The most significant evidence of Armenian culinary inventiveness is the tonir, an ancient innovation that turned the humble fire pit into a combination bakery and barbecue. Some hungry genius dug a deep, round hole and lined it with clay. Then he built a fire at the bottom. Who’d have guessed that a thin sheet of dough pressed against the super-heated walls would bake in a flash? It worked so well that Armenians are still baking lavash the same way.

Don’t be fooled into thinking lavash is just another flatbread. In fact, UNESCO (United Nations Educational, Scientific, and Cultural Organization) called lavash “an integral part of Armenian cuisine” when it was recognized as part of the Intangible Cultural Heritage of Humanity in 2014. Ever versatile, lavash can be served hot or cold, hard or soft. It can be eaten by itself, held in the palm in place of a plate, or used to scoop up meats or cheese.

Of course, the favorite Armenian wrap filling is shish kebab—except we call it khorovatz. Armenians favor lamb over beef or pork, and we use skewers just like everyone else—except that traditionally they’re hung vertically from atop the tonir. Marinating is key, usually in wine but sometimes in the tart-sweet juice of Armenia’s national fruit, the pomegranate.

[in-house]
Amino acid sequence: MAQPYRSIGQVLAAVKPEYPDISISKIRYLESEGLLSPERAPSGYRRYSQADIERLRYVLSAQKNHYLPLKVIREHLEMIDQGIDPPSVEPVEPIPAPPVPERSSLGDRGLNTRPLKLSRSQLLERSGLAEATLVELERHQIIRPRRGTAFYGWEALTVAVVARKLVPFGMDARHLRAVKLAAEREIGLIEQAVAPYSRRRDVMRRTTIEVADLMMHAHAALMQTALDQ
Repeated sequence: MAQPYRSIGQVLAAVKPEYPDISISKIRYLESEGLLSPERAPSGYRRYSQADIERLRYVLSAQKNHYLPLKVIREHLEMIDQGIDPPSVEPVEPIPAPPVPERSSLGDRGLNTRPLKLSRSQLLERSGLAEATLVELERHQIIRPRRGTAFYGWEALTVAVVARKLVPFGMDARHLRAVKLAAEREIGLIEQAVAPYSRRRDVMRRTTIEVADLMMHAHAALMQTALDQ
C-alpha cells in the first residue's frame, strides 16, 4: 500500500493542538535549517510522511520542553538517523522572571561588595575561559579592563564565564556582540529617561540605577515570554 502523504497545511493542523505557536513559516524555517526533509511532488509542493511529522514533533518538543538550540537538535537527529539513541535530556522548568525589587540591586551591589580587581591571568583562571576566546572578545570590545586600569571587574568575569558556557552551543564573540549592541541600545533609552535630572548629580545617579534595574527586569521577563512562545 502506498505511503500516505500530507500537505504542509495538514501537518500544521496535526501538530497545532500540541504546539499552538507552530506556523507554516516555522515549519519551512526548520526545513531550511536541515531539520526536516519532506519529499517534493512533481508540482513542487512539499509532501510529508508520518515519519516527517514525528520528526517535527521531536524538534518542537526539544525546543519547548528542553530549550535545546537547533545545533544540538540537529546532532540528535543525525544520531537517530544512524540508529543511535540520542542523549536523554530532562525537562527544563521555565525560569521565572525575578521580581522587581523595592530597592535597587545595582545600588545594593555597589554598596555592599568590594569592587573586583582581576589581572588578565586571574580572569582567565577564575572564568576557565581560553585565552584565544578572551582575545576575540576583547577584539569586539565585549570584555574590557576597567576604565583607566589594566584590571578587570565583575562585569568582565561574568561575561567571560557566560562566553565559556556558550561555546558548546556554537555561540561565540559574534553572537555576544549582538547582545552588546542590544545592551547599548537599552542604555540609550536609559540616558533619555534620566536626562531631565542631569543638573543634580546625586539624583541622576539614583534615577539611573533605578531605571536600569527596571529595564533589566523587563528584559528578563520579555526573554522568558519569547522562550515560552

Ready for a taste?

Here are a few places in North Jersey where you can get started on a lifelong Armenian food habit.

  • Sayat Nova Restaurant {91 Main Street, Hackensack; 201.880.9434}
  • Lavash City Grill and Bakery {331 Main Street, Hackensack; 201.464.5445}
  • Arenie Armenian Gourmet Foods & Bakery {575 Anderson Avenue, Cliffside Park; 201.945.4300}
  • Krichian’s Grill {399 Crooks Avenue, Paterson; 973.569.1033} Avo’s Grill {720 Anderson Avenue, Cliffside Park; 201.945.9038}

You can also create classic Armenian dishes at home. You’ll find most special ingredients, such as bulgur wheat, at Middle Eastern grocery stores. A sure bet for Armenian specialties is Olympia Food of All Nations {906 Kinderkamack Road, River Edge; 201.261.3703}. You can also get freshly made lahmajoun, a thin flat dough topped with seasoned meat and tomatoes, at George Assadourian Middle East Lahmajoun {355 Anderson Avenue, Fairview; 201.941.5662}. Arenie Armenian Gourmet Foods & Bakery {575 Anderson Avenue, Cliffside Park; 201.945.4300} also has their own recipe for freshly made lahmajoun with grass-fed beef, as well as other Armenian delicacies.

NJ Armenian Food Festivals

  • On September 17-18, head to St. Ann Melkite Catholic Church {802 Rifle Camp Road, Woodland Park; 973.785.4144} for a fun-filled weekend of Middle Eastern food such as hummus, tabbouleh, shawerman, pastries, and more. Vendors will be onsite as well as entertainment for the kids, church tours, and raffles. A cash bar and hookah bar will be available.
  • This autumn, watch for the annual Armenian food festival from October 14-16 at St. Leon Armenian Church {12-61 Saddle River Road, Fair Lawn; 201.791.6536}. You’ll get to taste home-style Armenian cooking with a heaping side order of Armenian music and dance. Go hungry but arrive early; the festival fills up quickly.

By Douglas Kalajian, Contributor